For example, a traditional Native American belief about health is that it reflects living in total harmony with nature. For this group, medical care is concerned less with treating a disease and more with restoring an individual’s connectedness to the community and spirit of nature. Symbolic healing rituals are often used to prepare the body for cleansing and treatment can sometimes take weeks to complete.

Chinese medicine also teaches that health is a state of spiritual and physical harmony with nature. Traditional Chinese healthcare often combines the use of medicinal herbs, acupuncture, food therapy, massage, and therapeutic exercise. The terms yin and yang are used to describe various opposing physical conditions of the body.

Some African approaches to medicine believe spirits can cause illnesses and as treatment use herbs selected for both symbolic significance and medicinal effect. In the African-American community, some patients harbor feelings of distrust for the medical profession, especially when participating in medical research or clinical trials. Much of this distrust originates from incidents like the Tuskegee study, in which African-Americans were deliberately denied treatment for syphilis in order to study the progression of the disease.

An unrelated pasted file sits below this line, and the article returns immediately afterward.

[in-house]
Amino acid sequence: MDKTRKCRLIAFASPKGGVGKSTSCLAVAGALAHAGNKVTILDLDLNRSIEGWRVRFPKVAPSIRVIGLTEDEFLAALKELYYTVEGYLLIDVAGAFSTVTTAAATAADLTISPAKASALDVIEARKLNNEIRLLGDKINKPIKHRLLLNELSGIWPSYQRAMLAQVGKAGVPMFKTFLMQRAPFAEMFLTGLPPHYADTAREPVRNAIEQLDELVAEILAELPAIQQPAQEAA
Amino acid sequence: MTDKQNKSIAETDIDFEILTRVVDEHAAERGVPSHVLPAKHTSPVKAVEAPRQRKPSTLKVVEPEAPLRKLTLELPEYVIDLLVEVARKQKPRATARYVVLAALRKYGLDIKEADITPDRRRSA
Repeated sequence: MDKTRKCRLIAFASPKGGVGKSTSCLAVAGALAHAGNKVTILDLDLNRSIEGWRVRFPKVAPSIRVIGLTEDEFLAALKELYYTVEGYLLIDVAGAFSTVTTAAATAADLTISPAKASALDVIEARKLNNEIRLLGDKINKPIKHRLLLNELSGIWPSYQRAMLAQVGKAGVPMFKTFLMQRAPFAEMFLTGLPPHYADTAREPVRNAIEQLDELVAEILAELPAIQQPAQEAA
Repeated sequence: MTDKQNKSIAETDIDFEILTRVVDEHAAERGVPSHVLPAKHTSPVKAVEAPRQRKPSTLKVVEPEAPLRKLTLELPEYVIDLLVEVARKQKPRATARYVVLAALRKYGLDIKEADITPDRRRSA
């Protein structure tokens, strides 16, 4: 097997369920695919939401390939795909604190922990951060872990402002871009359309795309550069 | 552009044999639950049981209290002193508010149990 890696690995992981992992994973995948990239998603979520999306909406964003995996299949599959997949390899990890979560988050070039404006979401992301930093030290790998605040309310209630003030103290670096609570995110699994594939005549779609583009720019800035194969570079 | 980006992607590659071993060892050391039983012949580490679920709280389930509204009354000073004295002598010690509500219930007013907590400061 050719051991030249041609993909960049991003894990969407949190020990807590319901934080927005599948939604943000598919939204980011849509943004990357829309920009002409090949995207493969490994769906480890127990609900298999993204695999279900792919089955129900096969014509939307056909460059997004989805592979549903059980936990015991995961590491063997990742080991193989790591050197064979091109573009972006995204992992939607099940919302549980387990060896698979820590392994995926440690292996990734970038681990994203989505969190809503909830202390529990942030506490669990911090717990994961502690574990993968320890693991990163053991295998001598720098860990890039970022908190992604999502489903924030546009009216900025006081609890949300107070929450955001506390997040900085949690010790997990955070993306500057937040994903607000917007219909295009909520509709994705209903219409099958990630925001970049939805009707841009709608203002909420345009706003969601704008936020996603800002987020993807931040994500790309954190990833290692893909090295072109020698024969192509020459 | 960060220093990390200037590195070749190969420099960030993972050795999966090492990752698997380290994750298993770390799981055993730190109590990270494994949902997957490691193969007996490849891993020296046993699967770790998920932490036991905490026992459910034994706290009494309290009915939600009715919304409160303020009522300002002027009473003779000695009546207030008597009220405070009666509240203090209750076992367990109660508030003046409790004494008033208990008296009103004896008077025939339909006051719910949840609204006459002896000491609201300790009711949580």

In the Hispanic community, physical illness can sometimes be associated with a condition called susto, which means fright. Traditional healers are known as curanderos (folk healer), sobadoras (masseuse), and alborarios (herbalist).

Many Muslims adhere to strict religious rules that can interfere with how they receive treatment. These include fasting during the month of Ramadan and some other dietary restrictions. Rules requiring women to dress modestly in public–which some sects interpret as covering nearly the entire body–and a preference to be treated by a member of the same sex also have medical implications.

Some patients, regardless of background, follow alternative forms of medicine that borrow from several different cultures or come from religious groups that place limitations on medical treatment. For instance, Jehovah’s Witnesses have restrictions against blood transfusions and many Buddhists will refuse narcotic pain killer medications that interfere with cognition.